Improve your nutrition by building better eating habits

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Focus on diet during March

By Josey Crew

March is National Nutrition Month and most of us know that a healthy diet is a very important part of a healthy life style. But what if our eating habits are a bit less than nutritious or healthy? Where should we start to make our habits –and our children’s habits – better? The American Dietetic Association reminds everyone that an easy way to focus on eating better is to start with the basics and to build better eating habits from the ground up.

“By starting with small changes (baby steps) and laying a good nutritional foundation you will be on your way to a healthier lifestyle,” said Roxanne True, registered dietitian with Lincoln Trail District Health Department. “Small changes in your eating habits will help to make a big difference. To be effective change doesn’t have to be drastic.”

Some small changes that would be helpful include:

•Focus on fruits and vegetables: If you look at your current way of eating you will probably realize that you aren’t eating enough fruits and vegetables, the seven to nine servings recommended each day. If you are falling short of this goal, add a serving each day to one meal and increase it every few weeks.

•Be a good role model: Children learn eating habits from their parents and other caregivers and that includes their willingness to try new foods. One of the most important things you can do to help your children eat a healthy variety of foods is to offer your children as many new foods as possible and as soon as the children start eating solid foods (table foods). Learning to enjoy new foods is much harder later in life.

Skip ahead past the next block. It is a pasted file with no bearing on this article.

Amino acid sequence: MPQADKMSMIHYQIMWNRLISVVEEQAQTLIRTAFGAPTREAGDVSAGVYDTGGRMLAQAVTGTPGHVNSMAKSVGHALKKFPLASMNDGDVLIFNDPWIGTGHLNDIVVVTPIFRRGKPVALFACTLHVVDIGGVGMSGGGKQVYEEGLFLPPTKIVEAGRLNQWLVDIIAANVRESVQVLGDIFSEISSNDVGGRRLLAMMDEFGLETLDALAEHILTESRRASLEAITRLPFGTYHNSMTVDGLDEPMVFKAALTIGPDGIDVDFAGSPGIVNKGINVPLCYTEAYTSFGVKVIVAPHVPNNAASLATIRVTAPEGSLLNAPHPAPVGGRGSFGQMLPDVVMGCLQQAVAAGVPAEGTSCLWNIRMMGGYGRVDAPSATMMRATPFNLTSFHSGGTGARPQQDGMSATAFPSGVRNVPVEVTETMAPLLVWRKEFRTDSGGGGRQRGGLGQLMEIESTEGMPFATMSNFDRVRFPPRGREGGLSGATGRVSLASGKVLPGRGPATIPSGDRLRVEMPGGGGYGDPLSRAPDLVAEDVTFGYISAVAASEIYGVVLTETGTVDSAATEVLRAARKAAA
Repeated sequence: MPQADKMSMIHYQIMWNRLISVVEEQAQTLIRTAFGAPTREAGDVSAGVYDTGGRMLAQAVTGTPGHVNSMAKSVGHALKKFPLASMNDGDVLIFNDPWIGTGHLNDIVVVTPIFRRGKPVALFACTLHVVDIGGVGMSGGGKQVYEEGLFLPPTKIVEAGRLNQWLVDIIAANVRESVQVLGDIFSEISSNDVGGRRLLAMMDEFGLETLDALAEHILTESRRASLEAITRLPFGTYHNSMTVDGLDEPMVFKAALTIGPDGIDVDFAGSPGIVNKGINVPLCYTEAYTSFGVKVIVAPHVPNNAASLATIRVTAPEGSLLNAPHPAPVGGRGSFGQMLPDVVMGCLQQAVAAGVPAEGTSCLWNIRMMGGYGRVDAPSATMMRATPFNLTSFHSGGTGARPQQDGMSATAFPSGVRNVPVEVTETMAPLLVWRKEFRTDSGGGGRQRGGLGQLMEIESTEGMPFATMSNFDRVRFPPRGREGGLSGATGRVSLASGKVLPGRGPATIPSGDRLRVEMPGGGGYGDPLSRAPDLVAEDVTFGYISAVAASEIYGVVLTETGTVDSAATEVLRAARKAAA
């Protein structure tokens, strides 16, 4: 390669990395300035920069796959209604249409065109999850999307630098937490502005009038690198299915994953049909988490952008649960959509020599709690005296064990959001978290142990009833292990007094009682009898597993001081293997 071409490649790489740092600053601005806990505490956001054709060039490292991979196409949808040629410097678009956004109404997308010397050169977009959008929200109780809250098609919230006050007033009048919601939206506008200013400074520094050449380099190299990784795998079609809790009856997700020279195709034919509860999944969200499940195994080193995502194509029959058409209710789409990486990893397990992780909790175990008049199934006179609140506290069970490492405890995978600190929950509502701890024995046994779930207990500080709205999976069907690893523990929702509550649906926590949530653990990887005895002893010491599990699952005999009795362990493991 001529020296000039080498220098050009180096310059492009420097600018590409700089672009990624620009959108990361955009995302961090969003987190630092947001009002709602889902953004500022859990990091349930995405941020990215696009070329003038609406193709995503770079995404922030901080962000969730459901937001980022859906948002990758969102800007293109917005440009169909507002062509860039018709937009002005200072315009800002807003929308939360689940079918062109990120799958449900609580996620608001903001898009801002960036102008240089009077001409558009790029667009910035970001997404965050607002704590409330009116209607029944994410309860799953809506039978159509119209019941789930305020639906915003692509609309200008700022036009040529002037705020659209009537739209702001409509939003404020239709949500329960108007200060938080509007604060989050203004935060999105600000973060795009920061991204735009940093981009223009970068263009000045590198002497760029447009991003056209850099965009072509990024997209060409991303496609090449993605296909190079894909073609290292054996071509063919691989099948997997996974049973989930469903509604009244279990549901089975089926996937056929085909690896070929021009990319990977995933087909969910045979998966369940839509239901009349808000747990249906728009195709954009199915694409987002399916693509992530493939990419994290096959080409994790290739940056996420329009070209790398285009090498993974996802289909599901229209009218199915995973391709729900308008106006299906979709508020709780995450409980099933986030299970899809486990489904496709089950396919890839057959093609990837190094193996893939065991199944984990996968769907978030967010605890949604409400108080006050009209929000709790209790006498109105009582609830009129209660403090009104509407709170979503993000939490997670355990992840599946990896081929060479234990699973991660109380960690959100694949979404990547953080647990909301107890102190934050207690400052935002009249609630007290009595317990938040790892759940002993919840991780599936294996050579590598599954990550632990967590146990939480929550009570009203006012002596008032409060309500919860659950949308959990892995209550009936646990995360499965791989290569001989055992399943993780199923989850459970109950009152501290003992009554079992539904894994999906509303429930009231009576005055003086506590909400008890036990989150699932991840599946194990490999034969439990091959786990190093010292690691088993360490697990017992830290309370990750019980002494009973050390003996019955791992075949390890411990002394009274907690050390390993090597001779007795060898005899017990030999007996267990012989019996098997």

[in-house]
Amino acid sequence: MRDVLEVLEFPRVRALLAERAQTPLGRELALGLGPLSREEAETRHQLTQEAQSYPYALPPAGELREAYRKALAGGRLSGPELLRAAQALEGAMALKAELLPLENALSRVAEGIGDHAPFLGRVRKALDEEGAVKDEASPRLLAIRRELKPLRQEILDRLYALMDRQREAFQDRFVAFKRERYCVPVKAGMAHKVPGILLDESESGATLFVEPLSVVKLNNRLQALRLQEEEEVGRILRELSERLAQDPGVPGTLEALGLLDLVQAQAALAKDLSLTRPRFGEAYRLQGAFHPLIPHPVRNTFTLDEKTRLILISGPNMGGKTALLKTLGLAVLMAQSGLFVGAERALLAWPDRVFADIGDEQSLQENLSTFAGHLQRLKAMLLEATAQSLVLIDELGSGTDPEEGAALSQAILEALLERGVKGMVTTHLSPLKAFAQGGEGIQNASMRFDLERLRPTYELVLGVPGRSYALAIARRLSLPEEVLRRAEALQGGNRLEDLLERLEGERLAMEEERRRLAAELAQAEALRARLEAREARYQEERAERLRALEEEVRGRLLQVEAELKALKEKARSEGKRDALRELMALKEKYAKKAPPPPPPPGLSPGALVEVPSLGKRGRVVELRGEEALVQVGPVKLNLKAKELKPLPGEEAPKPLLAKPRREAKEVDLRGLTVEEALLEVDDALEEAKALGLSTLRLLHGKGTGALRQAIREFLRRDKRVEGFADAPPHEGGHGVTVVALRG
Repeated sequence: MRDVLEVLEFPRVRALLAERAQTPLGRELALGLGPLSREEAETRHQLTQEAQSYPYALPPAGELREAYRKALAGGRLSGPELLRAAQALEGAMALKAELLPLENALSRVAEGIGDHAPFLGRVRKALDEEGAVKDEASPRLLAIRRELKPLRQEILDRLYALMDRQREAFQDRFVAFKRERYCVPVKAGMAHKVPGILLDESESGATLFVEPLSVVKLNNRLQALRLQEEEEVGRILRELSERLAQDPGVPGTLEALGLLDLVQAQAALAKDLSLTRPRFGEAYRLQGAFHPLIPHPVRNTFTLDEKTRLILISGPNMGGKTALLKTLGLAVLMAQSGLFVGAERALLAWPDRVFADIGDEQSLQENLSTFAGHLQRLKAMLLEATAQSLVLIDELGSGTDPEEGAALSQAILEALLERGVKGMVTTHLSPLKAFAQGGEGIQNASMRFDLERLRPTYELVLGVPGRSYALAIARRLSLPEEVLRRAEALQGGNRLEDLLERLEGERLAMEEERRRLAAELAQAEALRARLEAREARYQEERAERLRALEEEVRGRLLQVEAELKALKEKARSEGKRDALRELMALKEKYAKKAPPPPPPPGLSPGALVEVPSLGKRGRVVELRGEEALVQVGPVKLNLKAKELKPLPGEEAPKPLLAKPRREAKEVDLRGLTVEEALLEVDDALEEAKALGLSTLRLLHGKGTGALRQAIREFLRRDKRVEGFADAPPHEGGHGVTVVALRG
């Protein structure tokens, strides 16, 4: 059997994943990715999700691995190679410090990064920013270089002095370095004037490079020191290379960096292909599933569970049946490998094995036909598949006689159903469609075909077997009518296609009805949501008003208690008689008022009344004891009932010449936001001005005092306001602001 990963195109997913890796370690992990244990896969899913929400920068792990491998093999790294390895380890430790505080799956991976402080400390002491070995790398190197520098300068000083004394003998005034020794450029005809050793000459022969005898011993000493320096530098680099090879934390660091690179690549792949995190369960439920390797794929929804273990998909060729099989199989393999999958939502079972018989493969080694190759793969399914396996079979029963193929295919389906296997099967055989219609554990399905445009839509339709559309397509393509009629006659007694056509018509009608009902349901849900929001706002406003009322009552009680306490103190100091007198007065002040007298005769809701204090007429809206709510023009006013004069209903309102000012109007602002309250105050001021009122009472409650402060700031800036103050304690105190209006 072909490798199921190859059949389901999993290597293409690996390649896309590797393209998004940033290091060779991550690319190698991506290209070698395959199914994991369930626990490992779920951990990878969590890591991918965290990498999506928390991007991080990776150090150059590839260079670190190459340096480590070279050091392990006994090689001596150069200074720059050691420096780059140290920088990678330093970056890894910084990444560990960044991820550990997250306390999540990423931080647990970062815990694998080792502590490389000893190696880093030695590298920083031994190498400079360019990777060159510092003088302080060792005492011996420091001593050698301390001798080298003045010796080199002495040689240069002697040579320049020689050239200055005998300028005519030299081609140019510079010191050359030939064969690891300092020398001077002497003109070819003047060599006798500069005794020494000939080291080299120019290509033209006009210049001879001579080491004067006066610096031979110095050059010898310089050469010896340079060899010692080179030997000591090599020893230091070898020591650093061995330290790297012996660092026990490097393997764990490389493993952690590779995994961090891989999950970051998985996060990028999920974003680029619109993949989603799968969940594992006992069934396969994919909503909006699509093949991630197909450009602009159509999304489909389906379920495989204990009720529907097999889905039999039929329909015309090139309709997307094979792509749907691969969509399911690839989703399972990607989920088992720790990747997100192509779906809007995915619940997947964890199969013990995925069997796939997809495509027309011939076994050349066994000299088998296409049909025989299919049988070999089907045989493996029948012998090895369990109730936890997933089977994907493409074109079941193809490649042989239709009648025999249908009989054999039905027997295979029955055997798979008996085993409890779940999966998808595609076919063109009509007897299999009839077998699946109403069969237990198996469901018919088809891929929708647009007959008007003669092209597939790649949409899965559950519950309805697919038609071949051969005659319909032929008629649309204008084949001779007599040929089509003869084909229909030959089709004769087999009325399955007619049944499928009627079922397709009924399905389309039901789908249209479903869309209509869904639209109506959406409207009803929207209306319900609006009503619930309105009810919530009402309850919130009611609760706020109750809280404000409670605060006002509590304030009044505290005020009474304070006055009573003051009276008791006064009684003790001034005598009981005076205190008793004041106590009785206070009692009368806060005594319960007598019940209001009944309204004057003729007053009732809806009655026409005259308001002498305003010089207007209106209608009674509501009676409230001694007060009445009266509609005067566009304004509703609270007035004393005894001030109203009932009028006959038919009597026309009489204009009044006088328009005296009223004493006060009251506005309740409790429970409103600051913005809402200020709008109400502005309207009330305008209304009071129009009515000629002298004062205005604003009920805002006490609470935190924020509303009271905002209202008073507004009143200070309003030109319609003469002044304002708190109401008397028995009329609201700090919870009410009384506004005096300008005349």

•Make calories count: Many times people believe that there are good foods and bad foods and that to be healthy they should only eat the “good foods.” Instead of looking at foods as good or bad focus on the nutrients, including vitamins and minerals that are in the food and choose the food that offers the most nutrients for the calories. A low calorie food that is also low in nutrients (diet soft drink) is not necessarily a better choice than a higher calorie food that has more nutrients (a glass of juice).

•Tempt your taste buds: A healthy eating plan focuses on fruits, vegetables, whole grains, low-fat/fat-free dairy products and lean meats, fish, poultry, beans and nuts. Instead of eating the same foods that you know you enjoy, why not try a new variety of fish or fix a vegetable in a new way?

•Trick yourself with treats: Eating healthy doesn’t mean depriving yourself.  If you have a sweet tooth or a craving for salty snacks, enjoy a dessert of fruit and yogurt, have a serving of trail mix, hot air popped popcorn or nuts as an afternoon snack. Even cakes, cookies and pies are allowed, just remember to eat small portions and don’t enjoy them too often.

For more information on healthy eating contact your local health department or visit www.eatright.org and click on “For the Public.”

Roxanne True, M.S., L.D., R.D. is the WIC coordinator for Lincoln Trail District Health Department. Nutrition counseling is available for children and adults by appointment at the LaRue County Health Center. For more information, call 358-3844.